Should you Accept a Counteroffer?

Should you accept a counteroffer

Should you stay? Or should you go? Receiving a counteroffer of employment from your current employer can pose this dilemma. It can question if you’re making the right career decision to leave the job, organization, and everything that comes with it. For some, it will be crystal clear, and there is no chance in hell they would accept. It can be difficult for others if they are leaving friendships, a company, and a job they’re invested in. Should you accept a counteroffer?

If valued by your manager, team, and organization, then why not accept a counteroffer? Especially if it comes in the form of an increased salary, retention fee, promotion, more responsibility, or future promises. Unfortunately, the statistics aren’t great for those who do accept counteroffers. More than 80% of employees who accept a counteroffer leave after 6 months (7 counteroffer statistics; Do 80% of people leave?). However, before you decide on accepting or rejecting the counteroffer, you need to factor in some things.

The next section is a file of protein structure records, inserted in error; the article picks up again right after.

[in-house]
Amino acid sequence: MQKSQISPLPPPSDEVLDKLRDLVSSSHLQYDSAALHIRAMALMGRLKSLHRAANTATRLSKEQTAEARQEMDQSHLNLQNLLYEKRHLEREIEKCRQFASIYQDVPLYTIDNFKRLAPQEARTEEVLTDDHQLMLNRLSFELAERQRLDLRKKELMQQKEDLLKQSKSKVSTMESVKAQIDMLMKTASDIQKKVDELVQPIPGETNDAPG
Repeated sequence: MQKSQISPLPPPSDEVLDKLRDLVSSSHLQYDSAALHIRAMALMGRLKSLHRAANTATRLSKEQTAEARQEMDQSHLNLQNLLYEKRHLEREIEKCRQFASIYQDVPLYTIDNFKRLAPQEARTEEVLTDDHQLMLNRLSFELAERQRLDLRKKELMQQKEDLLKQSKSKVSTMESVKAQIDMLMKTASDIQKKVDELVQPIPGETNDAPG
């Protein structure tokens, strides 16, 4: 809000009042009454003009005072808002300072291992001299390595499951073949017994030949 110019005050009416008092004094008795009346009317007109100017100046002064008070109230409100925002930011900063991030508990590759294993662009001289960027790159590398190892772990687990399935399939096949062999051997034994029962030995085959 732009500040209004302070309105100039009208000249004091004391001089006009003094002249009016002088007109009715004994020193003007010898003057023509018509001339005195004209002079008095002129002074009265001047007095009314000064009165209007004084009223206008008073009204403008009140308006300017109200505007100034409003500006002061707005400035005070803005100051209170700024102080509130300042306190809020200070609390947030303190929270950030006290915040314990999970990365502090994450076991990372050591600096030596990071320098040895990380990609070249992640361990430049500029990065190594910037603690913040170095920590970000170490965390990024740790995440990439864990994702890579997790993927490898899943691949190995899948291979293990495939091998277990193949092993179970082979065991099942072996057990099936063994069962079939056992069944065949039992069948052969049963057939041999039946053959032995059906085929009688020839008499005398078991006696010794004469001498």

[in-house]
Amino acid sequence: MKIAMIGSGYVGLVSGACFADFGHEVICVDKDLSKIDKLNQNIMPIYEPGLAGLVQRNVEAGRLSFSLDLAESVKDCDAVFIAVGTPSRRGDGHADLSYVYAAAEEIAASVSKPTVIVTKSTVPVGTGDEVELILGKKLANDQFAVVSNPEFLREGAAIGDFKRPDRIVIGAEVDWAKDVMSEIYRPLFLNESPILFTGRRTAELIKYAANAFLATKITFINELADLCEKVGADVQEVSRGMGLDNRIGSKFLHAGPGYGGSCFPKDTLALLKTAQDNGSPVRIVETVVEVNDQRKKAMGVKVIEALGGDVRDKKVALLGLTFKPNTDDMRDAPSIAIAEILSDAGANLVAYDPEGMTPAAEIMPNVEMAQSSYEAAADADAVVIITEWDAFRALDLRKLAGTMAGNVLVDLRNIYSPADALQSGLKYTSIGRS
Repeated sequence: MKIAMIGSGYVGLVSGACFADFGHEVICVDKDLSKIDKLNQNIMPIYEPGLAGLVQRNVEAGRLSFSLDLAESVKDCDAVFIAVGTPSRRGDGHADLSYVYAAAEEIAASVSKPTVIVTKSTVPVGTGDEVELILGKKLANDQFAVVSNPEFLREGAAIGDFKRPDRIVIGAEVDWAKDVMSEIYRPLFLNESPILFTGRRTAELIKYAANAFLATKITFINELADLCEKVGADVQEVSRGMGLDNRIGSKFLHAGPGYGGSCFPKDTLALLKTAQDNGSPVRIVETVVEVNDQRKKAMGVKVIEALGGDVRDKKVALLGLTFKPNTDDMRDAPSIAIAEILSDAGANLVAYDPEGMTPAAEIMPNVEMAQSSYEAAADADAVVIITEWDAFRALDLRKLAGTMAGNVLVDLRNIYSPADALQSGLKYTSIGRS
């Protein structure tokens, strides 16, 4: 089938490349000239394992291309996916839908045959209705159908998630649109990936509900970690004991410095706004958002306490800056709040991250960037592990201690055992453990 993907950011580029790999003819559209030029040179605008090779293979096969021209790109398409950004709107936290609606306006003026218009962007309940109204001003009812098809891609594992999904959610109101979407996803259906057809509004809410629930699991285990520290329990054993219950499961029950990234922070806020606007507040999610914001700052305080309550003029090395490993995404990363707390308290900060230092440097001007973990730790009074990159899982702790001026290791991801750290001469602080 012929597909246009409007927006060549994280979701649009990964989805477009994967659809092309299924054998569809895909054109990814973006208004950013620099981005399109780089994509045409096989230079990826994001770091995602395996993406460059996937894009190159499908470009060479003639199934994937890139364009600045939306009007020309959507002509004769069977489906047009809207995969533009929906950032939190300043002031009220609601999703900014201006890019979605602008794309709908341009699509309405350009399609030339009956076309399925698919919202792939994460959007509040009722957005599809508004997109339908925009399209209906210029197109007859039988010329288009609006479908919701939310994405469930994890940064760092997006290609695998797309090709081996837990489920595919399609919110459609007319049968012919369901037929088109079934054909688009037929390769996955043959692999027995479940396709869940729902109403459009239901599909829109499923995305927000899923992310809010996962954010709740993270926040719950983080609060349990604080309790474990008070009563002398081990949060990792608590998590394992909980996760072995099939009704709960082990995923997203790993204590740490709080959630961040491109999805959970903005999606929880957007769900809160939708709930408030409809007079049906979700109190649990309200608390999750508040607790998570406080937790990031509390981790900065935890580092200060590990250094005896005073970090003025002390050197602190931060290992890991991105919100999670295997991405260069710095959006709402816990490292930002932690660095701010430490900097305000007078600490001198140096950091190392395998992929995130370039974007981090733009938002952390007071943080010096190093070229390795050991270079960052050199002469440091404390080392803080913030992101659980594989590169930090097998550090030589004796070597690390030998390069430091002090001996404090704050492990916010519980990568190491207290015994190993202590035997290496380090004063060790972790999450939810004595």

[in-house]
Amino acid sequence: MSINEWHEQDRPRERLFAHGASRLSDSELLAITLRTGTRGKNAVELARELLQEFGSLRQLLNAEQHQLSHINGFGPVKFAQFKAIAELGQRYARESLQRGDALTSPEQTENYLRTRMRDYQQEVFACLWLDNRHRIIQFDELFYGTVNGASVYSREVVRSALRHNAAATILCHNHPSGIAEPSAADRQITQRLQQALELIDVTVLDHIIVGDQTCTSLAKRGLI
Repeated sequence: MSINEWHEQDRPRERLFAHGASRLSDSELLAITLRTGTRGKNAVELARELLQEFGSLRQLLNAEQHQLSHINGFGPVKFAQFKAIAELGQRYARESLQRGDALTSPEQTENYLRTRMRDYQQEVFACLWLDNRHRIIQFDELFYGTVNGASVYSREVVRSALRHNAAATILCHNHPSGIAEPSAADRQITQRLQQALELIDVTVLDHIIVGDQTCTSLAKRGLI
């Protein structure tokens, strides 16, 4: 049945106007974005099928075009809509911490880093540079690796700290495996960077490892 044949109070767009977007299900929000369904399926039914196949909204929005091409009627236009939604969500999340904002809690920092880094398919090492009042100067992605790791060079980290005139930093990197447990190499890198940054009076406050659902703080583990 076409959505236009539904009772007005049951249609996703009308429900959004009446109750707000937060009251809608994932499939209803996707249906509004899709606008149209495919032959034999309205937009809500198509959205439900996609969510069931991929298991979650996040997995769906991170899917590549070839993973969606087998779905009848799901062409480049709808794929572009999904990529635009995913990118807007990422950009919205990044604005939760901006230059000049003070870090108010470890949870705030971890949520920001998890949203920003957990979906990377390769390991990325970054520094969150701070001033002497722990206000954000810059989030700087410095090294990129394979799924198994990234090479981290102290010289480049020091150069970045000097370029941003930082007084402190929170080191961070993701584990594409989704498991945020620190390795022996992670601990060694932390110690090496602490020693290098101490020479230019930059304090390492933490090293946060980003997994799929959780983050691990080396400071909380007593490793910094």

How will this impact my family?

Every career decision should factor in your family or significant other. Talk through any important career decisions with them as they are your biggest supporters. They know you best and might see things from a different perspective. Especially if they provide you with insight and ask questions, you hadn’t thought of. If the current organization forces a deadline of acceptance or rejection, don’t be in a rush to respond. Receiving an offer of promotion or a salary increase is great. However, the family won’t be excited for you if it means they have to relocate to Russia without you having consulted them. It’s important to include them in the decision-making process as they are on the journey with you.

Why am I receiving a salary increase/promotion when I am leaving, and not last month?

Where was this generous offer from your employer last week or month? It’s a fair question to ask. A professional development plan is standard in today’s work environment. Deliver to expectations, and you’ll achieve the rewards. Why would any employer hand out a pay rise or promotion because you’re a good person? You might not realize it, but the organization you’re potentially moving to is also presenting counteroffers to their valued employees who are about to leave. Be more surprised if they don’t counteroffer when you resign. Less might mean more!

Questions to ask should include: